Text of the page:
Dear comrades, dear friends, George, Vice-Presidents, leaders, comrades with whom I have been working all this time to arrive here, making sure we will have a good Congress. The Socialist International is back in Greece for our XXIII Congress and I would like to be the first to thank most sincerely and warmly our comrades of PASOK and our President, George Papandreou. Thank them for their hospitality, for their friendship, for their support and enthusiasm for the International. I have had the opportunity to experience this at firsthand working with you, George, during the last two years.
At this time of interdependence and global politics, our International has not only grown larger since we met in São Paulo for the XXII Congress but, through our many initiatives and activities, we have been part of and shared in the concerns and the issues which matter to our members in the different regions of the world. By doing that we have strengthened the global character of our organisation and we have been able to take a lead on key pressing issues on the international community’s agenda today.
And we have become an organisation without borders, without borders between people, borders between countries, borders between cultures, strengthening and deepening the core values which define and identify social democrats wherever they are in the world.
And we have done so by taking a clear stand and working in what has been a particularly active and productive time for our International since our last Congress.
From climate change to migrations, from conflict resolution to the volatility in the world economy, from the food crisis to supporting struggling democracies. The International has not only added its voice and presence but has been at the forefront on many of these issues, offering an alternative for more democracy, for more fairness and for more solidarity.
Today, dear comrades, we are proud to bring together in this Congress delegates from more than 150 parties, from more than 120 countries, more than 700 delegates, who find in this organisation a common platform to share their ideals, to share their vision and to share their resolve to make a difference.
On the first issue that is on our agenda this morning, “Acting now on Climate Change”, we have been intensively working in the Commission of our International for a Sustainable World Society, together with Ricardo Lagos and Göran Persson, knowing that the world has reached a defining moment. In short, we act now or endure the consequences of doing nothing. From the launching of this Commission, from the meetings in Santiago and Geneva, we took its work to London with Prime Minister Gordon Brown, then to Santiago, Chile, with President of the Republic Bachelet together with President Lagos. We have opened up a vision, an opportunity for action by our movement now, to make a difference.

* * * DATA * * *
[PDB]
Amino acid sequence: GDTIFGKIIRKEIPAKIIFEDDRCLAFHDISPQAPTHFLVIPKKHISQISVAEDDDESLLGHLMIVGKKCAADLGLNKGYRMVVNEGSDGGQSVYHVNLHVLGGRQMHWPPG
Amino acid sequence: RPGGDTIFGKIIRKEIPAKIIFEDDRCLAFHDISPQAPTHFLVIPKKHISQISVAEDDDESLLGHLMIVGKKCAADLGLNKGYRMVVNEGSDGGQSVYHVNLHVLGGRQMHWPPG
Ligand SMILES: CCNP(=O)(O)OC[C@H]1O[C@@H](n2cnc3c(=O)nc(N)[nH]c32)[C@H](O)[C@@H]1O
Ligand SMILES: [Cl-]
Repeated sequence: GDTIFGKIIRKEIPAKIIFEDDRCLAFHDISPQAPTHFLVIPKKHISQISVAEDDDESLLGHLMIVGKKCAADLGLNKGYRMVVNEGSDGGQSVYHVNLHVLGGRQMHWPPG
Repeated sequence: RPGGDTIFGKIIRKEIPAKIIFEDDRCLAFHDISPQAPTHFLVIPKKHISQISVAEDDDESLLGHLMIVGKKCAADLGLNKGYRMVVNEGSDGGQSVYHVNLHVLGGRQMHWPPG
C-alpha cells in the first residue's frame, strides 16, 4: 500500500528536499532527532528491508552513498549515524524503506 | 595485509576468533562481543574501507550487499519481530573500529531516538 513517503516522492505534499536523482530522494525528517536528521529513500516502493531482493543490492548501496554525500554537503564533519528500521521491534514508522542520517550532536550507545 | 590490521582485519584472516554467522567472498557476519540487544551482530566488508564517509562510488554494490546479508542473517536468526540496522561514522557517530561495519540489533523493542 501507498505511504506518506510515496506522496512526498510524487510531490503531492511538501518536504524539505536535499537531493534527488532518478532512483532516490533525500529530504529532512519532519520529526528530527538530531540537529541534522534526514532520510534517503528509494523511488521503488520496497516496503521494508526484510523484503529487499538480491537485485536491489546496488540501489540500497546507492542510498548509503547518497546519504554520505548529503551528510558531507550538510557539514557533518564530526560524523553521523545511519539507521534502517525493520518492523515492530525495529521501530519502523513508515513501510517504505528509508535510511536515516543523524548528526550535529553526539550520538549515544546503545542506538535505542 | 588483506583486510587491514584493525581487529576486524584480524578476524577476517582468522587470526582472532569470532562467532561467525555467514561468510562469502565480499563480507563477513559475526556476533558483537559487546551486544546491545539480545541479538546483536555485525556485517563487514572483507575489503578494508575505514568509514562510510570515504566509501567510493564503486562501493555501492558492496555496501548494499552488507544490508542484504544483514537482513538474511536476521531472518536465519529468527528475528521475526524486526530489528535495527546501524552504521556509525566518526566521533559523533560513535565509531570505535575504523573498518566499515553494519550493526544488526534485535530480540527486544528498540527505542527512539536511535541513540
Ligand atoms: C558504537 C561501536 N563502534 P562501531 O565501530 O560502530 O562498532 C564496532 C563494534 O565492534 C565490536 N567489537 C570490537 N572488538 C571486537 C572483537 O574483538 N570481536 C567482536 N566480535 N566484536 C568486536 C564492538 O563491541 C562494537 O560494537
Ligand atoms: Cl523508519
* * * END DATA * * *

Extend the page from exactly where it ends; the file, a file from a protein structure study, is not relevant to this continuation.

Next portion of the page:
We will also turn in our Congress to “Working for Peace”, this fundamental commitment of our movement which remains as strong and vital as ever. That is why I am very proud too that we will be welcoming here the President of the Palestinian Authority, Mahmoud Abbas, as well as the leader of the Israeli Labour Party, Ehud Barak, and our friends from Yachad.
We have here President Jalal Talabani from Iraq, with whom we are engaged in strengthening peace and giving an opportunity for democracy and political institutions in his country, in that troubled part of the world.
We have here the leaders of Lebanon, where we have been committed, as our many initiatives there reflect, to working for more democracy, for peace, strengthening independence, national sovereignty and defending human rights.
We also have with us leaders from the Balkans, an area where the International has also left an indelible imprint of its commitments, and I am very pleased to see here among us our friends President Boris Tadic of Serbia, Prime Minister Sergei Stanishev of Bulgaria, and Prime Minister Milo Djukanovic of Montenegro, and other party leaders.